Euthanasia In The Netherlands – in practice

An explanation by Dr Rob Jonquière, GP (retired)
Executive Director, World Federation of Right to Die Societies

In the Netherlands, the law which makes euthanasia legal requires the following criteria to be met:

  • There must be a voluntary and well considered request from the person involved.
  • The patient’s suffering must be unbearable and without prospect of improvement (hopeless).
  • The patient has been fully informed and is fully aware of his/her condition, prospects, and options.
  • A second independent doctor must be called in for consultation and see the patient. This is almost always a SCEN-doctor. (SCEN = Support and Consultation in Euthanasia in the Netherlands).
  • The death must be carried out in a medically appropriate fashion by the doctor (or in case of assisted suicide by the patient, with prescription from the doctor; and the doctor must be present).
  • The euthanasia must be reported to one of the (5) Regional Review Committees.
  • The law applies to adults (18 and over); children from 12 to 16 may request, but parents have to consent; 16 and 17 year old may request, but parents have to be informed.

In practice, the whole process of euthanasia – from first mentioning the idea, until the process takes place, takes a varying amount of time. How long depends on many details: the underlying reason for a request; the relationship with the doctor; the likely course of the illness etc. Typically, the process takes between a couple of days and more than a month.

The following steps are important in any procedure.

  1. Both patient and doctor, from the first conversations, need to make clear what they mean and want. To ensure this they should use the word “euthanasia” when talking about the options for ending someone’s life. The conversation should start soon after the moment the declining health situation has set in.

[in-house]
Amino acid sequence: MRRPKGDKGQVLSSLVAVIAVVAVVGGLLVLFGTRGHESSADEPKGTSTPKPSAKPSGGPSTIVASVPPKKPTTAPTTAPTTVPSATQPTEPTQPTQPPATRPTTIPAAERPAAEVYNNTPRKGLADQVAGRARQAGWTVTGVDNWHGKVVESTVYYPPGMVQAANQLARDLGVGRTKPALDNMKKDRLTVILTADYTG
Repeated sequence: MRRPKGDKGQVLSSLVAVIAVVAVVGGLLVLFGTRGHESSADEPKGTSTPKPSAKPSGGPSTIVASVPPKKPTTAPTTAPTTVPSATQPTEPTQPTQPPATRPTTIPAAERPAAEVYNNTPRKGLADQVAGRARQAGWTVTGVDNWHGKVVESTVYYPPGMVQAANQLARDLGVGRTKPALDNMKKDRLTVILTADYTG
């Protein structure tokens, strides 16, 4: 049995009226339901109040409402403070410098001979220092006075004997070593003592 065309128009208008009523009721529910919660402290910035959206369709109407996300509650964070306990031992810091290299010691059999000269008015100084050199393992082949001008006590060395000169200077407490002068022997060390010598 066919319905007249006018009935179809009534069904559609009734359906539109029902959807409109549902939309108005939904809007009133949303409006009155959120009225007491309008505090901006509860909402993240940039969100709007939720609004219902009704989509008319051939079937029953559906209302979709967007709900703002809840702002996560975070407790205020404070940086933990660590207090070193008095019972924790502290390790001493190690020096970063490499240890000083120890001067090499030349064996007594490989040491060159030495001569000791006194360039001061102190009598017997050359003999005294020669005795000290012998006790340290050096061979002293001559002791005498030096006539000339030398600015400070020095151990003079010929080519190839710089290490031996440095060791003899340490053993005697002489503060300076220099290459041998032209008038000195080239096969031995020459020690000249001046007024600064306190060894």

2. The first essential legal criteria is the patient’s request. The doctor will evaluate this, using his/her knowledge about the patient’s ideas and his/her family. Ideally this will be done by the family doctor. Failing that, it is done by a specialist involved in the patient’s treatment. The evaluation is done during a number of consultations. Issues covered in these conversations with the patient, (and if applicable, family), concern whether the request was made freely and voluntarily; the opinion and (non) influence of family members; the social-emotional aspects; and whatever else is necessary to get a clear picture of the character of the request. The doctor must always have communications privately with the patient, to exclude pressure-issues.
  3. The second essential criterion is the patient’s suffering. The doctor assesses the character and gravity of the suffering, and possible ways in which this can be treated. There are two sides to this: the patient’s and the doctor’s. The patient must try to convince the doctor that (s)he considers the suffering to be “unbearable”. The doctor will look for “treatment” options to offer, which are acceptable to the patient, aimed at making the suffering bearable again. If, after exploring all possibilities, no acceptable treatment options are available which could make the suffering bearable, then the suffering is considered “hopeless”. This is important because under Dutch law there has to be both unbearable and hopeless suffering.
  4. Through these conversations, the diagnosis, prognosis and treatment possibilities and alternatives will have been carefully reviewed. When both patient and doctor finally decide that euthanasia is the option of choice, the doctor must call in the consultation of a second, independent doctor. In the Netherlands, this is virtually always a specially trained SCEN doctor. (SCEN stands for Support and Consultation in Euthanasia in the Netherlands). This doctor will be called in /consulted by the euthanizing doctor using an independent telephone number, and give his report to the initial doctor, mainly stating the extent to which the request complies with the legal criteria.
  5. If the second doctor’s report agrees with the first doctor’s assessment, doctor and patient then decide on when precisely the euthanasia will take place.
  6. If there is disagreement in the second doctor’s report the euthanizing doctor can do one of three things:
    1. When in agreement with report refuse the execution of the euthanasia
    2. When disagreeing, comply with the request and convince the Review Committee (who should receive the negative consultation as well) why s/he thinks s/he has complied with the due care criteria
    3. When disagreeing, seek another independent consulting doctor.
  7. The law does NOT obligate a doctor to comply with a request. It is considered appropriate professional behavior to refer patients requesting euthanasia to another physician, who probably is willing to comply. In practice referral is sometimes not very successful, so it is better for patients with a potential wish for euthanasia to talk with their family doctor about the doctor’s policy and opinion on assistance with dying. If their doctor is unhelpful, they should consider changing doctors. A new doctor will ask for the medical records to ensure continuity of care.